Liquidity, Transaction Costs, and Reintermediation in
Mary Jean and Frank P. Smeal Professor of Finance
Pennsylvania State University
∗ Ian Domowitz, 2001. Department of Finance, Smeal College of Business Administration,
Pennsylvania State University. The author may be contacted by email at email@example.com. This
paper was prepared for the Financial E-Commerce Conference of the Federal Reserve Bank of
New York, 2001. Several of the ideas presented here were motivated by stimulating discussions
with Ray Killian, of ITG, Inc. I have also benefitted from conversations with Mark Coppejans,
Jack Glen, Ananth Madhavan, and Benn Steil, and from their coauthorship with respect to pieces
of the puzzle, cited herein. Responsibility for how these pieces are put together, as well as for
errors and omissions, is mine alone, of course.
Liquidity, Transaction Costs, and Reintermediation in Electronic Markets
The central theme of this paper is the relationship between trading cost, technology,
and the nature of intermediation in the trading services industry. Electronic markets
embodying automated trade execution are linked to reductions in trading transaction
costs. Lower explicit costs are related to development and operating costs in an
electronic environment. Information available from electronic limit order books is
identified as a means of realizing implicit cost savings. The concept of liquidity
management in electronic environments is introduced, and its potential and use in
practice are illustrated using limit order book data. The empirical results suggest new
roles for brokerage and exchange operations, and competition between the two.
Reintermediation is defined as the reestablishment of a disintermediated institution, and
its nature is investigated for brokers and trading markets in an electronic environment.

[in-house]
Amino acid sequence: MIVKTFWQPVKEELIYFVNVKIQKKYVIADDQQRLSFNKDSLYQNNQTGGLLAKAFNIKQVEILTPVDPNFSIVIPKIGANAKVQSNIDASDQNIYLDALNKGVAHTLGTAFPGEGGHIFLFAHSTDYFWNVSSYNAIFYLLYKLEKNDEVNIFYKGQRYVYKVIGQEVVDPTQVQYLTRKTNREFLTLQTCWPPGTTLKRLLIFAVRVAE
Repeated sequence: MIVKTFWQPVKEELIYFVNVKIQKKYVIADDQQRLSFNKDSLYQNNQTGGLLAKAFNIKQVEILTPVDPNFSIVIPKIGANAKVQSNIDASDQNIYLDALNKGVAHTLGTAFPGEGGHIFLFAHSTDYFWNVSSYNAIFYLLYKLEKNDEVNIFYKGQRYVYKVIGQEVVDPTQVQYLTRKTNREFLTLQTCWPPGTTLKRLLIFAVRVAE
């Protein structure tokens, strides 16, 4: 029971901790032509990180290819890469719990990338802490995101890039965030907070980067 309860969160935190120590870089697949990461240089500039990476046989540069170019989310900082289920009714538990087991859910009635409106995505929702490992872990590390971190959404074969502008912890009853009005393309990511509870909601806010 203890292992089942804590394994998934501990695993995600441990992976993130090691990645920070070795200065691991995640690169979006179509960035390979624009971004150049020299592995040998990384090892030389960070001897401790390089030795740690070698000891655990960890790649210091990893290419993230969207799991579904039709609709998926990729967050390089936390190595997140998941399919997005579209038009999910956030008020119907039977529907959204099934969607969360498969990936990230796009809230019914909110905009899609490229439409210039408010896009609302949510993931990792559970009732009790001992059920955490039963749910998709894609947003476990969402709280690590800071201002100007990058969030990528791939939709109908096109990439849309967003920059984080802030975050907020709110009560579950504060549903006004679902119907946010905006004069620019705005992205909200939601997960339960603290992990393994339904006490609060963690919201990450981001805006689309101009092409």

Competitive advantage with respect to the provision of liquidity management services is
compared across types of reintermediaries.
The industrial organization of the trading services industry is changing rapidly. New
exchanges for the trading of financial instruments and novel forms of financial
intermediation appear on almost a continuous basis.1 Trading market structure is
marked by historically unprecedented market merger activity, as well as by consortia
and alliance formation in the provision of exchange services. Introduction of products is
joined by new methods of delivery and information transmission mechanisms.
Developments occur on a global basis, ignoring the demarcations of national borders.
Electronic financial markets lead the way in this evolution. The choice of
computerized trade execution systems, and many of the changes mentioned above, can
be explained through two simple observations:2
♦ Markets are firms, with the possibility of revenue sources distinct from those
obtained through market making services on the part of members.
♦ Markets are communications systems, and telecommunications is a better model
for exchange services than, say, the banking industry.
Network effects peculiar to communications systems are closely related to liquidity
and liquidity provision through changes in financial market structure. Although the link
between liquidity and trading costs is well known, the connection between automated